At this point I really have to wonder what else you consider “substantial” and why you don’t directly ask for the information you require. If you don’t want to help me, that is perfectly fine, you are not obligated to. But then don’t make it sound as if that is MY fault.

no you don’t. we still don’t know what hardware, what bluetooth adapter etc… is used. i’m sick to tell people how to submit the basic informations that are recommended in this forum ! check the forum yourselve and submit them or let it be

have a nice weekend

If you still should have issues - after firmware update ! - install xpadneo again and see this:

Check out the mentioned github thread also!

My settings in


differ as follows:

Privacy = off
JustWorksRepairing = confirm
Class = 0x00100
FastConnectable = true

but that maybe depends on my Bluetooth adapter.

Yes I did, all the relevant information is there. You simply don’t want to read the answers I provided. A generic USB bluetooth adapter that is obviously functioning, hence why I can connect headphones, the hardware is a generic Microsoft Xbox One controller. What else do you need? My specs? What for? Like, specifically?
Does it make a huge difference if I have 8 or 16GB of RAM? Is it super important for a bluetooth issue to know my CPU clock speed and how many cores it has? And how many HDDs and SSDs I have built into my computer, all very important information when diagnosing an issue where bluetooth doesn’t auto-connect. Bluetooth is mostly software related, except for the antenna, which, as stated, functions. None of the other specs of my PC are relevant to the case at hand. This isn’t the first time I ask for technical advice on a tech forum, I very much know what information is relevant to provide and what information is not.

I leave this information out on purpose and focus on what is important, the generic USB bluetooth adapter, a generic Microsoft Xbox One controller and my Kernel and Manjaro versions. By far everything all the other people in this thread needed to help me, didn’t see anybody ask for what brand of RAM I have. If there are specific requests like your completely unrelated cat request for a file also not relevant to the case at hand I have no problem posting any of that.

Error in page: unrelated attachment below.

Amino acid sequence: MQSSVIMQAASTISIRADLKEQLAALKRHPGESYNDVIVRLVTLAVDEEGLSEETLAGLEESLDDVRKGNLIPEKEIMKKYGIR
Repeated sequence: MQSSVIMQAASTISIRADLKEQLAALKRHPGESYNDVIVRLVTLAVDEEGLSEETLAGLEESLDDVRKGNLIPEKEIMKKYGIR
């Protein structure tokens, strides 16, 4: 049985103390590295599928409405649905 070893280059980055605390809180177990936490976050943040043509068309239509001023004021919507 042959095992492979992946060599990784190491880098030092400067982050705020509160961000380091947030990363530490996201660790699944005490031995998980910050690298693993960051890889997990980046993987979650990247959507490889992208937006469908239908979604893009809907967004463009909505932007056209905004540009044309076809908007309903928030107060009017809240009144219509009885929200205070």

What I suppose is that you simply have no idea of what it could be and are trying to make it appear as if that was my fault. Why else would you ask for my ERTM status despite me clearly stating my Kernel version?

And again, if you don’t want to help, that is fine. But don’t take out your bad mood on other people just because they don’t feel like it’s relevant to list your PSU wattage for diagnosing bluetooth problems.

Sorry to intervene here, but in many cases people in forums forget to post important info because they don’t have enough knowledge. Even experienced users do that, so I get Olli’s point.
In your case the chipset of your bluetooth adapter would have been / would be important info, because there are adapters that work with XBox controllers reportedly and others that do not work.
That is due to Microsoft’s restrictive firmware on their game-controllers, because they want them to work with their own hard- and software and not ubiquitious. It has nothing to do with your headphones working with your bluetooth-dongle or not.

So I tried setting all the values in the main.conf file, unfortunately that didn’t seem to do the trick. Reinstalled xpadneo as well, no luck. Bluetoothctl alternates endlessly between the following outputs as I turn my controller on:

[CHG] Device 98:7A:14:A2:FE:96 Connected: yes
[CHG] Device 98:7A:14:A2:FE:96 Connected: no
[CHG] Device 98:7A:14:A2:FE:96 Connected: yes
[CHG] Device 98:7A:14:A2:FE:96 Connected: no

As far as Olli’s request goes, I am all for providing information that seems sensible, again, like you said for example the chipset of the bluetooth adapter. Ask for that and I’ll provide it. But if he doesn’t specify what part he wants to know more about I don’t see why I should give redundant information.

I actually had to cram through my search history to find the model of stick I am using, a TP-Link UB400 Nano. According to the big interweb it uses a CSR8510 A10 chipset.

Did you already update the controller? Otherwise everything else is pointless.

No, this is the next step I do. I’ll go to my friend today and update the controller via his Xbox, hopefully that resolves the issues. Will keep you updated.